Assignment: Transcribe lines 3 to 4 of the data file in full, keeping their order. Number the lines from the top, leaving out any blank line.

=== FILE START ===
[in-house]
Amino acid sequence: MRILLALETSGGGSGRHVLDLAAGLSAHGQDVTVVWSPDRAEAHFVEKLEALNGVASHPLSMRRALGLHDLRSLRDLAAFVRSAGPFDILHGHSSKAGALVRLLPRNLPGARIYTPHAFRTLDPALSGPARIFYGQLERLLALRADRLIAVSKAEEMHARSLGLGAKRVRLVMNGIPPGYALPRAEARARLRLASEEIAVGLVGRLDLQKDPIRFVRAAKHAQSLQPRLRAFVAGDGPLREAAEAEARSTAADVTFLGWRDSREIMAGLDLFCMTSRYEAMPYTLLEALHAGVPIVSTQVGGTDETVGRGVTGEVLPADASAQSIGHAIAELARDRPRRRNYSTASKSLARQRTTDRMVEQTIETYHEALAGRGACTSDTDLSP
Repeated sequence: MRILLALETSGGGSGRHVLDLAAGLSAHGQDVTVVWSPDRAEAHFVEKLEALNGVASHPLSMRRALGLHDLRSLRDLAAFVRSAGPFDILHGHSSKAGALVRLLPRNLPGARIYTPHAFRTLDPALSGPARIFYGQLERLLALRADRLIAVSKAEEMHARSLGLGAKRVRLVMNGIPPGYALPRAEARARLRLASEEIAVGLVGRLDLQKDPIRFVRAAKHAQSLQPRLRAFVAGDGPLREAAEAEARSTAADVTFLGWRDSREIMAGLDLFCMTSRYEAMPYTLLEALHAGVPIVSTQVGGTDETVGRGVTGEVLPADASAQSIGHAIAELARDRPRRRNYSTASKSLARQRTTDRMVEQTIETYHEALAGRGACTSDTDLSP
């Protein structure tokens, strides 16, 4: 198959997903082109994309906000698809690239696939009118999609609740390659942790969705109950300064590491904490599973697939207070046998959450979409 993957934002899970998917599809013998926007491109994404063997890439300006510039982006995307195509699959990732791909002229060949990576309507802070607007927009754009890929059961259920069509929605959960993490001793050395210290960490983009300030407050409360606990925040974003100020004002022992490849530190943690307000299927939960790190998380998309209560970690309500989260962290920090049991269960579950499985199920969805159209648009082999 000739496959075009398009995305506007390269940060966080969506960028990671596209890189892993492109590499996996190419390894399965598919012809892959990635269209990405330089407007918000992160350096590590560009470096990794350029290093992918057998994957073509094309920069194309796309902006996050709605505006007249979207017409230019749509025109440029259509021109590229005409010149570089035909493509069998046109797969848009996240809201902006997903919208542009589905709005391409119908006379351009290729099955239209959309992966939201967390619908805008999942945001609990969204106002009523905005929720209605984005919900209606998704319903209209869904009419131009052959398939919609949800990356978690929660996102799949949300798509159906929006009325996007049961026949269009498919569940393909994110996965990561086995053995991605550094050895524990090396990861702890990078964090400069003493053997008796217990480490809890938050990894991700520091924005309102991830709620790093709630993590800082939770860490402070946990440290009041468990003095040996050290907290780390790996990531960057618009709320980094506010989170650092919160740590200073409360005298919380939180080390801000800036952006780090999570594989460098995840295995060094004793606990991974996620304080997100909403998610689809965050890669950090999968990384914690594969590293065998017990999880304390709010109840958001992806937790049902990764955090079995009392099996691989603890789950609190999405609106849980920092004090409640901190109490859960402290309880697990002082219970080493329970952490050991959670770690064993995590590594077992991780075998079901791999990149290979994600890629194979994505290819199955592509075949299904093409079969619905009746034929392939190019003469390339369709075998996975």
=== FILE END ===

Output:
Repeated sequence: MRILLALETSGGGSGRHVLDLAAGLSAHGQDVTVVWSPDRAEAHFVEKLEALNGVASHPLSMRRALGLHDLRSLRDLAAFVRSAGPFDILHGHSSKAGALVRLLPRNLPGARIYTPHAFRTLDPALSGPARIFYGQLERLLALRADRLIAVSKAEEMHARSLGLGAKRVRLVMNGIPPGYALPRAEARARLRLASEEIAVGLVGRLDLQKDPIRFVRAAKHAQSLQPRLRAFVAGDGPLREAAEAEARSTAADVTFLGWRDSREIMAGLDLFCMTSRYEAMPYTLLEALHAGVPIVSTQVGGTDETVGRGVTGEVLPADASAQSIGHAIAELARDRPRRRNYSTASKSLARQRTTDRMVEQTIETYHEALAGRGACTSDTDLSP
């Protein structure tokens, strides 16, 4: 198959997903082109994309906000698809690239696939009118999609609740390659942790969705109950300064590491904490599973697939207070046998959450979409 993957934002899970998917599809013998926007491109994404063997890439300006510039982006995307195509699959990732791909002229060949990576309507802070607007927009754009890929059961259920069509929605959960993490001793050395210290960490983009300030407050409360606990925040974003100020004002022992490849530190943690307000299927939960790190998380998309209560970690309500989260962290920090049991269960579950499985199920969805159209648009082999 000739496959075009398009995305506007390269940060966080969506960028990671596209890189892993492109590499996996190419390894399965598919012809892959990635269209990405330089407007918000992160350096590590560009470096990794350029290093992918057998994957073509094309920069194309796309902006996050709605505006007249979207017409230019749509025109440029259509021109590229005409010149570089035909493509069998046109797969848009996240809201902006997903919208542009589905709005391409119908006379351009290729099955239209959309992966939201967390619908805008999942945001609990969204106002009523905005929720209605984005919900209606998704319903209209869904009419131009052959398939919609949800990356978690929660996102799949949300798509159906929006009325996007049961026949269009498919569940393909994110996965990561086995053995991605550094050895524990090396990861702890990078964090400069003493053997008796217990480490809890938050990894991700520091924005309102991830709620790093709630993590800082939770860490402070946990440290009041468990003095040996050290907290780390790996990531960057618009709320980094506010989170650092919160740590200073409360005298919380939180080390801000800036952006780090999570594989460098995840295995060094004793606990991974996620304080997100909403998610689809965050890669950090999968990384914690594969590293065998017990999880304390709010109840958001992806937790049902990764955090079995009392099996691989603890789950609190999405609106849980920092004090409640901190109490859960402290309880697990002082219970080493329970952490050991959670770690064993995590590594077992991780075998079901791999990149290979994600890629194979994505290819199955592509075949299904093409079969619905009746034929392939190019003469390339369709075998996975």